There were also a couple of things that nagged at me – like the fact that the one guy Allie needs to solve the mystery just happens to be lying alongside the river, unconscious, at the very moment she decided to dodge down that deserted way, or the way sometimes it feels like the whole story is just Allie returning blindly to one location and somehow it magically serves up whatever she needs each time. I wish Monk had spend more time exploring Allie’s new magic, and I really hope there’s more to come as the series progresses, because how she’s different and what she can do is really interesting. I also think there was a bit too much time spent with Allie on the verge of passing out – it got a bit repetitive.
Still, at the end of the day this book delivers an intriguing premise for an Urban Fantasy series, and a solid beginning. I am really hoping this series grows on me, because there’s a lot of exciting potential here.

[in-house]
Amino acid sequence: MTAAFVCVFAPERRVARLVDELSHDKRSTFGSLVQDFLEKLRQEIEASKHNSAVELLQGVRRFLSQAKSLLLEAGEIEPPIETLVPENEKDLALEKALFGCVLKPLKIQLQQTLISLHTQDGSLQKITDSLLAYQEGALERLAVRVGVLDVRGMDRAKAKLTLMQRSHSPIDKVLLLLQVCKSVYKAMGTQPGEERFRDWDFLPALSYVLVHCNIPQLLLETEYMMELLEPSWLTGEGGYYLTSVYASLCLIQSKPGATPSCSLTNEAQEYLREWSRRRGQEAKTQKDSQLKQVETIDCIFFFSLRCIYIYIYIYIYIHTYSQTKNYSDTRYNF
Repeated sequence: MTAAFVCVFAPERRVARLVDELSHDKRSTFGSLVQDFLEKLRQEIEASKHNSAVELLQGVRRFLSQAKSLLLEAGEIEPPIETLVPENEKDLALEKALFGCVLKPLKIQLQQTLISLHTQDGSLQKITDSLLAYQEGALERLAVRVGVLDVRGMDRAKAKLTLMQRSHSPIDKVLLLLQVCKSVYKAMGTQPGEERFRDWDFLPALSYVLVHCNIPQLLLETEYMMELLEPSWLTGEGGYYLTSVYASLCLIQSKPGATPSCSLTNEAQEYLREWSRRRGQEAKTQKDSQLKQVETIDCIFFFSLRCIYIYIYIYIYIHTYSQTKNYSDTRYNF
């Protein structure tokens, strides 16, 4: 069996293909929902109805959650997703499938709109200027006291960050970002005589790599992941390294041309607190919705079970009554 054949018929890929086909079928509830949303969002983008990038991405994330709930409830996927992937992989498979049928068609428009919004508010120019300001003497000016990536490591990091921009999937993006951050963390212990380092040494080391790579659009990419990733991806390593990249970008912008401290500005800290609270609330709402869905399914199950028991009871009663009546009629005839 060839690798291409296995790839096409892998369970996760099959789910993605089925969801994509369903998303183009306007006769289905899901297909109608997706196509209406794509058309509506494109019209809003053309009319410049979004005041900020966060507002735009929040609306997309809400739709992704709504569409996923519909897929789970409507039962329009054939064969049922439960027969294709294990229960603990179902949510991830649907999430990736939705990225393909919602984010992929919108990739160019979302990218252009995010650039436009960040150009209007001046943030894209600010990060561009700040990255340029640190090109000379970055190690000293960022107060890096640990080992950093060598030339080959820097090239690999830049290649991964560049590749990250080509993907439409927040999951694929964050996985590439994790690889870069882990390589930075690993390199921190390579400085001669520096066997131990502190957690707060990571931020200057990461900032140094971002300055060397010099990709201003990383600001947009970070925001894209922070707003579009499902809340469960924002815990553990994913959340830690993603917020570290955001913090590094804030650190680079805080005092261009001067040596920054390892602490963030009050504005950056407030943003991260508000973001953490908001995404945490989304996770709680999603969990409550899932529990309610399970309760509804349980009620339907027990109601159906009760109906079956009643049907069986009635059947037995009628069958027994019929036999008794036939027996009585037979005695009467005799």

Byrt Grade: B+
As Levar Burton used to say – you don’t have to take my word for it…
The world building is the best part of the story. Each aspect seems to be carefully thought out such as how individuals are seeking new ways to expend magic without suffering the repercussions. Much of the story was well plotted, with details or clues given out early on in the story that were picked up at the end. The biggest problem I had was with characterization. Allie is a very standard UF character without much nuance. The romance seemed forced.
Overall I found Magic to the Bone to be an impressive debut. This first book introduced enough interesting concepts and potential story arcs to propel the series for some time to come. I expect big things from the next installment
Monk creates an exciting world where magic is just another vice. There is mystery, action and some exciting romantic scenes in this fast-paced urban fantasy. Though the beginning of the book can be a little slow due to world building and the explanation of magic, once things are set in motion it’s one twist after another as Allie races to discover the truth before she lands in jail, or worse, dead.